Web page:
The Melaleuca tree is famous in Australia, but is not the most famous. 

According to, "After Eucalyptus, this [Melaleuca Alternifolia] is the most famous of all Australia plants."

Well, Eucalyptus may be the most famous, but dear Melaleuca tree, you will always be number one in my heart!
It is a fact.  You can grow Melaleuca Alternifolia trees just by planting a seed.  It does take the right environment and the right green thumb though.  Not just anyone who sticks a Melaleuca seed in the ground will successfully grow a Melaleuca tree in their backyard.  If you are interested in growing a Melaleuca tree, you need to know the tricks.  Here is some helpful advice I found at

"In spring, the seed was led onto a pot of permanently moist soil.  Immerse in 5cm of water and do not water from overhead. Grow on until the seedlings are 0.5cm tall than remove from the water and pot up a after a week. Seedlings are liable to damp off when grown this way, sowing the seed thinly, good ventilation and hygiene are essential for success. Grow the plants on for at least their first winter in a greenhouse and then plant them out in late spring or early summer after last expected frosts. Consider giving the plants some protection from the cold for their first few winters outdoors."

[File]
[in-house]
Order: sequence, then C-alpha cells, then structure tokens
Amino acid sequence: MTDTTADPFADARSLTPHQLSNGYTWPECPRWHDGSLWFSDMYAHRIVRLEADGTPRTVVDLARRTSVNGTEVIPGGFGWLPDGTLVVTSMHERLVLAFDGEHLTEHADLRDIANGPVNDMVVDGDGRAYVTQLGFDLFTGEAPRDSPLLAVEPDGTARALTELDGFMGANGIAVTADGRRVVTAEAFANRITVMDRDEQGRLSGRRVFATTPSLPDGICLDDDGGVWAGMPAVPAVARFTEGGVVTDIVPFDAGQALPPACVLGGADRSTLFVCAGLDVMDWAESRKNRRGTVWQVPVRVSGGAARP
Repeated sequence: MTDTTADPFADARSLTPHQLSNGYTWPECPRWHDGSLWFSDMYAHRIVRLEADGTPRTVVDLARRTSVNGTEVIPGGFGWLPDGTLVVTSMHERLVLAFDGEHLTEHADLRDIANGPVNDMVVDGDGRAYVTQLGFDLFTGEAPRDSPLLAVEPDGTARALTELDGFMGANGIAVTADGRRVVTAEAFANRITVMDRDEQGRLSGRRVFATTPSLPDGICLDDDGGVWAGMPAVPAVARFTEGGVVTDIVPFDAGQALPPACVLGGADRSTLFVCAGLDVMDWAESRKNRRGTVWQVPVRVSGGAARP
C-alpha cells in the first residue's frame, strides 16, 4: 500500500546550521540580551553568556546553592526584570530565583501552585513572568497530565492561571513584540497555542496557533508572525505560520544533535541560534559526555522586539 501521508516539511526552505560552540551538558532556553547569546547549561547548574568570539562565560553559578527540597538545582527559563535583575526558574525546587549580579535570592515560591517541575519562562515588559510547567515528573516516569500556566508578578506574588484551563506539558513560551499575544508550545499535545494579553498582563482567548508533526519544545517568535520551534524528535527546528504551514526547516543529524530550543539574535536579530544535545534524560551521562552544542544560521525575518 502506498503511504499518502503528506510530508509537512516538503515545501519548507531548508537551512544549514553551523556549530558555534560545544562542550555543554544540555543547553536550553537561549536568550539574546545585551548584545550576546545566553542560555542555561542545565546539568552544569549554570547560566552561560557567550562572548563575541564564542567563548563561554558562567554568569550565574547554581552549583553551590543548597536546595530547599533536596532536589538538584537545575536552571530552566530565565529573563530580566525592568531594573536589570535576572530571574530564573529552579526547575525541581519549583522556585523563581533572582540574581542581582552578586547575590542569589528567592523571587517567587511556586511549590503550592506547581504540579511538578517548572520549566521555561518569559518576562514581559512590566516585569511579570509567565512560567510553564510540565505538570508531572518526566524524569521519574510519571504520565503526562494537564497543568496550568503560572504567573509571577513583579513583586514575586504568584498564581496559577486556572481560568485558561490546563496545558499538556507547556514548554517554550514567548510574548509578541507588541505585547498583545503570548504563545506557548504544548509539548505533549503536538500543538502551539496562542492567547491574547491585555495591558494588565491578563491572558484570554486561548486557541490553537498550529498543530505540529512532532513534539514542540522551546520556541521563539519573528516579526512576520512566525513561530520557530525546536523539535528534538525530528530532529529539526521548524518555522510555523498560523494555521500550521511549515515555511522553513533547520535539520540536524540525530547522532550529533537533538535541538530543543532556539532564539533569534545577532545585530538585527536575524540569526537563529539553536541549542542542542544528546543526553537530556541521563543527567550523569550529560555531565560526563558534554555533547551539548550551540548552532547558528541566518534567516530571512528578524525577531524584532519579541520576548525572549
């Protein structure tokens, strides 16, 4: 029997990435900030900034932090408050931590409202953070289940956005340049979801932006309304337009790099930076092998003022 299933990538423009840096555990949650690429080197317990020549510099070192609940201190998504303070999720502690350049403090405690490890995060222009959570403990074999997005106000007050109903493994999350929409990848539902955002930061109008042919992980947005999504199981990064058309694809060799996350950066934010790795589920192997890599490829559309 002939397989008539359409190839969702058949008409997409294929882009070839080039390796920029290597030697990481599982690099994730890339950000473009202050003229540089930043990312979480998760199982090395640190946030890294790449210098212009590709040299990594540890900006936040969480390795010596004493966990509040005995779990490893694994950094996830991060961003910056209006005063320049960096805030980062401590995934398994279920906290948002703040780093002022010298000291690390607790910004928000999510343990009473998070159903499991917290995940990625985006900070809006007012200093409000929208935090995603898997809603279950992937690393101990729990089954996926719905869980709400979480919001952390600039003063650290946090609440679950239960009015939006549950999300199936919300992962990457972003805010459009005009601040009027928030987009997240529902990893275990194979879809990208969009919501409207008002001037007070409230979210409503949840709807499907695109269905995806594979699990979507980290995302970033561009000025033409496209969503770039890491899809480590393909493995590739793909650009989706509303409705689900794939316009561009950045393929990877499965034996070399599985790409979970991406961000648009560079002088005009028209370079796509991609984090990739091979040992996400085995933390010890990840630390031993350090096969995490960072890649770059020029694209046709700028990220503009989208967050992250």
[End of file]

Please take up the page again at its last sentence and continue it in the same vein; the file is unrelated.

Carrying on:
Happy gardening!  If you have had success planting a Melaleuca tree, leave a comment.  We want to hear the details of what you did.
While there are some who believe Melaleuca is a weed, they are both right and wrong.  Melaleuca Alternifolia, as found in Australia, is a tree.  Melaleuca Quinquenervia, as found in Florida, is a noxious weed.  They are easily distinguishable.  Melaleuca tree = Alternifolia. Melaleuca weed = Quinquenervia.
The Melaleuca tree, similar to the way the bark on a Quaking Aspen tree peels away, has a bark that looks like it is always falling apart.  The bark peels in thick layers and is rather soft.
See the following picture of Melaleuca Bark:
This picture was shared on twitter here:!/JoyUsGarden/status/169829215242432512/photo/1
by @joyusgarden

Notice that the bark peels away naturally and slowly over time.  Melaleuca bark, unlike the Quaking Aspen tree bark which are paper thin, peel away in thick layers.